By Harold Kim, Chief Operating Officer, U.S. Chamber Institute for Legal Reform
Floridians have paid $1.6 billion more for insurance over the past decade than consumers in other states, thanks to the state’s unique law called Assignment of Benefits, or AOB. But after a decade of trying, that may be about the change.
A bill on the move in the state legislature could put the brakes on a law that has been a mainstay of abusive lawsuits. Today, the Florida House of Representatives passed HB 7065, a reform bill that would make it more difficult for trial lawyers to team up with contractors and leverage a homeowner’s lawsuit rights. The reform bill could inject sanity back into Florida’s insurance market and ultimately bring a more competitive market to the Sunshine State.
According to a recent report from the Florida Justice Reform Institute, AOB lawsuits accounted for more than half of litigation against insurers statewide in 2018, marking the eighth straight year. Over the last decade, such lawsuits grew 900 percent, according to the report. According to an article in the Tallahassee Democrat, state officials say that has led property insurance rates to go up by a third.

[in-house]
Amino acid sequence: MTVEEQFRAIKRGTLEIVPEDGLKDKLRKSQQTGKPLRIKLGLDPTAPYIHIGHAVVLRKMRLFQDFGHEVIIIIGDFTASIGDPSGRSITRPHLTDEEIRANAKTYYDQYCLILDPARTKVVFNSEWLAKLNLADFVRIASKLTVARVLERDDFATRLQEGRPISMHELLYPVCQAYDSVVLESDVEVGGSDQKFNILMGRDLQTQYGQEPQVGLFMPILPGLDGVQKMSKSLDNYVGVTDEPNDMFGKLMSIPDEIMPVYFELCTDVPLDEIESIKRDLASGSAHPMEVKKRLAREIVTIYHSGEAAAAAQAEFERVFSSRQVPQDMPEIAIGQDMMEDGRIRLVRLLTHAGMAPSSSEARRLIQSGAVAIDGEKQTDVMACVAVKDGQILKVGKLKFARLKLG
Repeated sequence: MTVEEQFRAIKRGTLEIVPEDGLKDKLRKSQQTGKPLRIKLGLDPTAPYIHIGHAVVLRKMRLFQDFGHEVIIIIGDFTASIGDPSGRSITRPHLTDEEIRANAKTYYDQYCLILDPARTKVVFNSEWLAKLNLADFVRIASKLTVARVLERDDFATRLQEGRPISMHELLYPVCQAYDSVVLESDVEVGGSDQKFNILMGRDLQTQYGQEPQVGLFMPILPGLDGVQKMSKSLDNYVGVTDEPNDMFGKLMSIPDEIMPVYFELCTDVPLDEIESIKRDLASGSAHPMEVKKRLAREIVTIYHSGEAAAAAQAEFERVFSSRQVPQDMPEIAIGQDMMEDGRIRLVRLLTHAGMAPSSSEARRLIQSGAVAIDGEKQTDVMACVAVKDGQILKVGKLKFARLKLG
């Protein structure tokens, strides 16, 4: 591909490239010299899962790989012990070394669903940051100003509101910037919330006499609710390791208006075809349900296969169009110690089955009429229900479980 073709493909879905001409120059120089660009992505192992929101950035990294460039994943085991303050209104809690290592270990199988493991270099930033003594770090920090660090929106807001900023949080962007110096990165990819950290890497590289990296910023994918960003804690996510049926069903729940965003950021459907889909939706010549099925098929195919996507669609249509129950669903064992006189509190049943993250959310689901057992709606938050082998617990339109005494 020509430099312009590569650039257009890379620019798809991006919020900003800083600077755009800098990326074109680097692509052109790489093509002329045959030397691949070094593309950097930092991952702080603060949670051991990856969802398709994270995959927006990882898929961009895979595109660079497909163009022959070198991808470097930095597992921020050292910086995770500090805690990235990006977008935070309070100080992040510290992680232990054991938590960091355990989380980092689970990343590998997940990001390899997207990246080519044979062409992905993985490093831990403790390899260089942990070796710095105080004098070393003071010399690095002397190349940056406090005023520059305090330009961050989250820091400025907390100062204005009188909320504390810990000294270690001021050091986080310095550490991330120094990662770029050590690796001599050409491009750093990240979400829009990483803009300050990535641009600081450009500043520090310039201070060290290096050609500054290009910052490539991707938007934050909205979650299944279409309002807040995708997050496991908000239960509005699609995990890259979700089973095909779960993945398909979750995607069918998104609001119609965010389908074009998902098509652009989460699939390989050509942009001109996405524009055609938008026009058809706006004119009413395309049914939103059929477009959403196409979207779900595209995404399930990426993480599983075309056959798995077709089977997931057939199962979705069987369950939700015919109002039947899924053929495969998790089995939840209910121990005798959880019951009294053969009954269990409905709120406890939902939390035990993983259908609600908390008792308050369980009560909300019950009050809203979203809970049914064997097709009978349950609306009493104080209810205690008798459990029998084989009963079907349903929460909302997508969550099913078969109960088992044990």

AOB lawsuits are also a major reason why Floridians pay an average of $2,050 annually for car insurance—50 percent higher than the national average.
HB 7065 would close loopholes and discourage abusive AOB lawsuits. After years of fighting, let’s hope this is the year that lawmakers do what is right for the citizens of Florida and not continue to help Florida’s plaintiffs’ lawyers.